The beginning of The Church of Jesus Christ of Latter-day Saints as a legal organization in the farm home of Peter Whitmer Sr. is securely established by the evidence. Though research may yet shed additional light on this fascinating and important event, the Church, 174 years later with some 11.9 million members, continues to grow, and the Lord’s gospel plans continue to patiently and thoughtfully unfold.
The author expresses gratitude to Ronald O. Barney of the Family and Church History Department for his help in gathering the information used to write this article.
 Doctrine and Covenants 20 includes a number of concepts, some prepared by Oliver Cowdery earlier than April 1830 to provide a statement of procedure and doctrine for governing the Church, which was soon to be organized.
 David Whitmer, An Address to All Believers in Christ (Richmond, Missouri: David Whitmer, 1887), 33.
 See The Evening and the Morning Star, March 1833, 76; and April 1833, 167. But minutes of a conference, reported on page 160 of the May 1834 issue, identify Fayette as the place where the Church was organized.
 See Orson Pratt, An Interesting Account of Several Remarkable Visions, and of the Late Discovery of Ancient American Records (Edinburgh, Scotland: Ballantyne and Hughes, 1840).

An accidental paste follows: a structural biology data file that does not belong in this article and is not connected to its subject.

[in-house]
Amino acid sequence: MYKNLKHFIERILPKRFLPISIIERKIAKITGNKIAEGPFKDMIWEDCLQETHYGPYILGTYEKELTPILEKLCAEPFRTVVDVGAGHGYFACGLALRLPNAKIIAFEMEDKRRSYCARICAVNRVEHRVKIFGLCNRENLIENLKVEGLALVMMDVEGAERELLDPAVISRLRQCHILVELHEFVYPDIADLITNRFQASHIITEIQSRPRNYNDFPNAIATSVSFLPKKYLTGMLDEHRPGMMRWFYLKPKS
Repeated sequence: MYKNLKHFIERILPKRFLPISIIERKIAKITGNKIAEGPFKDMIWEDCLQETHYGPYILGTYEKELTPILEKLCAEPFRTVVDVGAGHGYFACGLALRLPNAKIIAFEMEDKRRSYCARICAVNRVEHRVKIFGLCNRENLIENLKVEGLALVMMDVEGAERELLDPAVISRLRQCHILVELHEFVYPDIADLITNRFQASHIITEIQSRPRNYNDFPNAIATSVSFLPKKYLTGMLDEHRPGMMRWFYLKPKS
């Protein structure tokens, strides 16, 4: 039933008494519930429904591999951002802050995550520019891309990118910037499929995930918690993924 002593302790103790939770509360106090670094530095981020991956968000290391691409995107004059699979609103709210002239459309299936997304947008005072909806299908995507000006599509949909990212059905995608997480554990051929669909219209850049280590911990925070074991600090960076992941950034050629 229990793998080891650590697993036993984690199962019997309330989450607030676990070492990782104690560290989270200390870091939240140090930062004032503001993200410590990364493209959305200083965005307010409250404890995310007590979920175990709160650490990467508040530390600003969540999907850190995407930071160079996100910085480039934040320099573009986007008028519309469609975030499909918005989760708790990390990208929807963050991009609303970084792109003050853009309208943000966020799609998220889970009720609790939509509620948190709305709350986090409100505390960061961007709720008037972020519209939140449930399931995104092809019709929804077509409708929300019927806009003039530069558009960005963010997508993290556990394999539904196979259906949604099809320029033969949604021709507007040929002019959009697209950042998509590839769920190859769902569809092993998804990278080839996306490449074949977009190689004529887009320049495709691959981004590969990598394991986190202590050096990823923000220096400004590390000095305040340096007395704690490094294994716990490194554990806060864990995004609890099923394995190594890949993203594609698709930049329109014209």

See chapter LX of the Laws of the State of New-York, Revised and Passed at the Thirty-sixth Session of the Legislature (Albany, New York: H. C. Southwick & Co., 1813), 212–19.
 See Laws of the State of New-York, 214.
 See Dean Jessee, “Joseph Knight’s Recollection of Early Mormon History,” BYU Studies 17, no. 1 (Autumn 1976): 36–37.
 Joseph Smith, History of the Church of Jesus Christ of Latter-day Saints, ed. B. H. Roberts, 2nd ed., rev. (Salt Lake City: Deseret Book, 1957), 1:74–77.
 Smith, History of the Church, 1:79.
 See Dallin H. Oaks and Joseph I. Bentley, “Joseph Smith and Legal Process: In the Wake of the Steamboat Nauvoo,” Brigham Young University Law Review 3 (1976): 746.
 See John Taylor to Elder W. C. Staines, correspondence, August 23, 1879, First Presidency Letterbooks, Historical Department, The Church of Jesus Christ of Latter-day Saints, Salt Lake City.
 See W. C. Staines to President John Taylor, correspondence, September 4, 1879, Church Historical Department.
 See W. W. Phelps, A Book of Commandments for the Government of the Church of Christ (1833), chapters XVII–XXII.
 Times and Seasons, March 1, 1842, 706.
 Orson Pratt, An Interesting Account, 22.
 Alexander C. Flick, History of the State of New York (New York: New York State Historical Association, 1934), 5:171; emphasis added.
 See David J. Whittaker, “The ‘Articles of Faith’ in Early Mormon Literature and Thought,” in New Views of Mormon History, A Collection of Essays in Honor of Leonard J. Arrington, ed. Davis Bitton and Maureen Ursenbach Beecher (Salt Lake City: University of Utah Press, 1987), 63–93, for a thoughtful review of the Articles of Faith as found in the Pearl of Great Price. This scholarly article indicates that these statements of belief may have been borrowed by Joseph Smith from other writings, particularly Orson Pratt’s, in composing his letter to John Wentworth.
 Whitmer, An Address to All Believers in Christ, 33.